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Nationwide Class Action Settlement Agreement
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American Home Products Corporation has received Final Judicial Approval as of January 3, 2002 regarding their once popular diet drug fen phen. This settlement has beenthe result of the serious health complications fen phen use has been directly linked to like primary pulmonary hypertension (PPH).

Primary pulmonary hypertension is a serious and potentially life threatening cardiovascular condition, and a 1996 study published in The New England Journal of Medicine found a twenty-three-fold increase in the risk of developing PPH when using fen phen for more than three months. In 1996 alone there were 18,000,000 prescriptions written for the appetite suppressant fen phen, and in the U.S. there are estimates that between 6 million and 7 million people took fen phen.

Final judicial approval means that anyone who has sustained the deadly phentermine side effects can now collect their claims if eligible. Please contact us for more information regarding your benefit eligibility and to speak to a PPH attorney.

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About Primary Pulmonary Hypertension (PPH)

"It's a very rare disease (PPH), that tends to affect women in their 30s. After diagnosis, patients are typically dead within two years."
-Dr. Sean Gaine, director of the pulmonary hypertension center at John Hopkins Medical Center in Boston.

Primary pulmonary hypertension (PPH) is a serious and potentially life threatening cardiovascular condition that is not curable. A study published in the New England Journal of Medicine in August 1996 found that the use of fen phen for three months or longer is associated with a twenty-three fold increase in the risk of developing primary pulmonary hypertension. PPH causes high blood pressure in the lungs that leads to a feeling of constant breathlessness with minimal exertion, fatigue, dizzy spells, fainting, and chest pain. There is no known cause of PPH but it has been the direct result of the use of the once popular diet drug fen phen, or phentermine.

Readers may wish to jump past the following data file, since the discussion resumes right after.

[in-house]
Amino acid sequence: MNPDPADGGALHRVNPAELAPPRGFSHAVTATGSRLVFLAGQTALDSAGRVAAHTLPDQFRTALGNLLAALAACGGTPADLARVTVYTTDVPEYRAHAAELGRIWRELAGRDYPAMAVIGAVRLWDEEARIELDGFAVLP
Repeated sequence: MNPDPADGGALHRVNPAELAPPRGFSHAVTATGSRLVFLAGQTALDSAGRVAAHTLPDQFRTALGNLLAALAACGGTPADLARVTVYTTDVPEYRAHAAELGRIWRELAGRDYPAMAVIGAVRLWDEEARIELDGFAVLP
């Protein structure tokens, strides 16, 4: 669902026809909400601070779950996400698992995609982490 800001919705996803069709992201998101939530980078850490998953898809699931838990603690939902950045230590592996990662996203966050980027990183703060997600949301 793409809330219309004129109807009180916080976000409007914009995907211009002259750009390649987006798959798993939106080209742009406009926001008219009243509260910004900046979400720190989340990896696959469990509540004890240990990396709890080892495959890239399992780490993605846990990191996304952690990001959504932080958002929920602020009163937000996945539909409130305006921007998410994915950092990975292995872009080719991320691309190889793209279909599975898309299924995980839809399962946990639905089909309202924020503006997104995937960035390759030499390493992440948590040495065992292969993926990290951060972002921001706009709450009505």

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Fen Phen Information

Dr. Michael Weintraub developed fen phen while working as a researcher at the University of Rochester. The phentermine and pondimin combination in a low dose was found to suppress appetite to fuel weight loss and have fewer side effects then when the drugs were taken individually. The weight loss drug combination was termed fen phen, and the drug's popularity was immediate. In 1996 alone there were 18,000,000 prescriptions written for the appetite suppressant fen phen.
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Quotes
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"I couldn't walk more than a couple of feet without having to stop and catch my breath. I asked him (Dr. Lewis Rubin of the U of Maryland) what the prognosis was and he said that without medication, my life expectancy was about two years."
-Andrea Adams, former fen phen user who now suffers the fatal disease PPH. Adams began to notice PPH symptoms just 18 months after beginning fen phen
(CNN, 12-96)

"We had been concerned about PPH links to these drugs for years, but that was lost amid all the scuffle about the heart valve disease. That came out of the blue. No one was expecting it. There are two issues here because there's a big difference between the heart valve problems and pulmonary hypertension. The heart valve problem is bad, but at least it's something there's a cure for. You can replace the valve if you get it in time and so forth, but there's no cure for pulmonary hypertension."
-Dr. Sean Gaine, director of the pulmonary hypertension center at John Hopkins Medical Center in Boston.

"I felt from the very beginning the drug companies (American Home Products) were covering up. I felt from the very beginning that these drugs (fen phen) were dangerous.
-Dr. Leo Lutwak, former FDA key reviewer of fen phen
(CBS 4-00)